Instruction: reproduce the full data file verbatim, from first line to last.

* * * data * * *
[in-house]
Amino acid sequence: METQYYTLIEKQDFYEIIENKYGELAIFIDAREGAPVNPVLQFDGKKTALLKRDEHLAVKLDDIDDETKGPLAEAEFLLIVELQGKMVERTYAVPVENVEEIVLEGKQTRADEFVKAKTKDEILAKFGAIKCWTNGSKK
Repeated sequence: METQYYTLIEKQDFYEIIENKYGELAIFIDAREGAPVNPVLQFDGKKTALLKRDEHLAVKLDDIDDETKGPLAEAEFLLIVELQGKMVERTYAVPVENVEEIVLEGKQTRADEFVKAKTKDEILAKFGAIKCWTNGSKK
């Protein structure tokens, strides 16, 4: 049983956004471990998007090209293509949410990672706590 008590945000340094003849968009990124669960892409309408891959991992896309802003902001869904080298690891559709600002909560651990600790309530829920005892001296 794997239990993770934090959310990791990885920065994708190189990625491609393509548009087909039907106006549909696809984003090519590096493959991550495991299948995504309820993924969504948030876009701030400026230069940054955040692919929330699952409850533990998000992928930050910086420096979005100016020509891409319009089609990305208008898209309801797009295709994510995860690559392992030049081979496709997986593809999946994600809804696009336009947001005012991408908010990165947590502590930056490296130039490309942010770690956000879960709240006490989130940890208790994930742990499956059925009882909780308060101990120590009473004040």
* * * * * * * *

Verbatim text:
[in-house]
Amino acid sequence: METQYYTLIEKQDFYEIIENKYGELAIFIDAREGAPVNPVLQFDGKKTALLKRDEHLAVKLDDIDDETKGPLAEAEFLLIVELQGKMVERTYAVPVENVEEIVLEGKQTRADEFVKAKTKDEILAKFGAIKCWTNGSKK
Repeated sequence: METQYYTLIEKQDFYEIIENKYGELAIFIDAREGAPVNPVLQFDGKKTALLKRDEHLAVKLDDIDDETKGPLAEAEFLLIVELQGKMVERTYAVPVENVEEIVLEGKQTRADEFVKAKTKDEILAKFGAIKCWTNGSKK
């Protein structure tokens, strides 16, 4: 049983956004471990998007090209293509949410990672706590 008590945000340094003849968009990124669960892409309408891959991992896309802003902001869904080298690891559709600002909560651990600790309530829920005892001296 794997239990993770934090959310990791990885920065994708190189990625491609393509548009087909039907106006549909696809984003090519590096493959991550495991299948995504309820993924969504948030876009701030400026230069940054955040692919929330699952409850533990998000992928930050910086420096979005100016020509891409319009089609990305208008898209309801797009295709994510995860690559392992030049081979496709997986593809999946994600809804696009336009947001005012991408908010990165947590502590930056490296130039490309942010770690956000879960709240006490989130940890208790994930742990499956059925009882909780308060101990120590009473004040």